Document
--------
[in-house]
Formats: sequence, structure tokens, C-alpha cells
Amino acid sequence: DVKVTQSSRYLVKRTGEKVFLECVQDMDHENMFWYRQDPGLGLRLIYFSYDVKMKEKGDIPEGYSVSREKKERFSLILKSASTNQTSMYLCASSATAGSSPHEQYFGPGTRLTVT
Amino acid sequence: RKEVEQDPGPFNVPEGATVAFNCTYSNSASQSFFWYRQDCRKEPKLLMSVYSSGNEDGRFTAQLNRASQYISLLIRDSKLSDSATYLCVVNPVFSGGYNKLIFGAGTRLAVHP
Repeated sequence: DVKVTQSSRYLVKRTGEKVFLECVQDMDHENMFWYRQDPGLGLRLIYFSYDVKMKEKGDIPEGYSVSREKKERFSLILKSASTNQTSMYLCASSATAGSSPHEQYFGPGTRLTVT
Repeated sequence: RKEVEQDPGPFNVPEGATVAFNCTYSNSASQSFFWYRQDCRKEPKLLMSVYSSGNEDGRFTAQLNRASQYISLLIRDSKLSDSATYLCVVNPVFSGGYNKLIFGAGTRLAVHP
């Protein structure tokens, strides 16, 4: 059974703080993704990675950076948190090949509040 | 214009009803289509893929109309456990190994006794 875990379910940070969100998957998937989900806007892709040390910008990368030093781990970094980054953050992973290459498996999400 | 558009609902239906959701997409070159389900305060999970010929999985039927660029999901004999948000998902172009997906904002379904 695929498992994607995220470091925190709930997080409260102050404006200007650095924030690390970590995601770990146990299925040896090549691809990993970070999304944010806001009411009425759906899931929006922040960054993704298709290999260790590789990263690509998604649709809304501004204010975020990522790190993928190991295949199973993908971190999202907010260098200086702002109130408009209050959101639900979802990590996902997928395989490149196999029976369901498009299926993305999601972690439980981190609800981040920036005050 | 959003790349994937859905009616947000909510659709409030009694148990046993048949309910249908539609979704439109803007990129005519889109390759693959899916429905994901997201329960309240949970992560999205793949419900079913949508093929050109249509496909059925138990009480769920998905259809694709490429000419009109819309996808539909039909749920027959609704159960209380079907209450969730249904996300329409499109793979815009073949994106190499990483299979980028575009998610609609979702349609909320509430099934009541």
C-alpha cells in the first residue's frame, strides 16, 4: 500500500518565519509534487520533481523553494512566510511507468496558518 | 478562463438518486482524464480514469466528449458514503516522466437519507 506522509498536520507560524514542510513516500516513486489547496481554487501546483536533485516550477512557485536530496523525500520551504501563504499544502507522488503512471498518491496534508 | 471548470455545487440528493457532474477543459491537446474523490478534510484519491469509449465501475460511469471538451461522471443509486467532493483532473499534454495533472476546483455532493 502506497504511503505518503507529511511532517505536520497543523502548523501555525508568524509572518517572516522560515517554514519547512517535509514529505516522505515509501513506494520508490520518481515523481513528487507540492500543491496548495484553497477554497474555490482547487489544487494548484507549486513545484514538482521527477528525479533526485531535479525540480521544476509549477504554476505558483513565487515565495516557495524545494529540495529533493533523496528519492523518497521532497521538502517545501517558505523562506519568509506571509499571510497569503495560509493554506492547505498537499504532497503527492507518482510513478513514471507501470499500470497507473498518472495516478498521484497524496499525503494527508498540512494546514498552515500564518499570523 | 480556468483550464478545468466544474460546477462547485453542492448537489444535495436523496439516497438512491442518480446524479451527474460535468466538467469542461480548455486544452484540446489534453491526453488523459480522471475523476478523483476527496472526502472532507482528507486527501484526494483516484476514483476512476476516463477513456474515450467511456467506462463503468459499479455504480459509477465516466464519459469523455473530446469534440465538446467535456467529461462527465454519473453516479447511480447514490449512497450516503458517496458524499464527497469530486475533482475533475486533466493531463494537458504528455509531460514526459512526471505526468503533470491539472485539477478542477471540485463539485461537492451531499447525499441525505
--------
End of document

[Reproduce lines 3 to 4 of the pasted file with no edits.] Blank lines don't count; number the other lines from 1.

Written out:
Amino acid sequence: DVKVTQSSRYLVKRTGEKVFLECVQDMDHENMFWYRQDPGLGLRLIYFSYDVKMKEKGDIPEGYSVSREKKERFSLILKSASTNQTSMYLCASSATAGSSPHEQYFGPGTRLTVT
Amino acid sequence: RKEVEQDPGPFNVPEGATVAFNCTYSNSASQSFFWYRQDCRKEPKLLMSVYSSGNEDGRFTAQLNRASQYISLLIRDSKLSDSATYLCVVNPVFSGGYNKLIFGAGTRLAVHP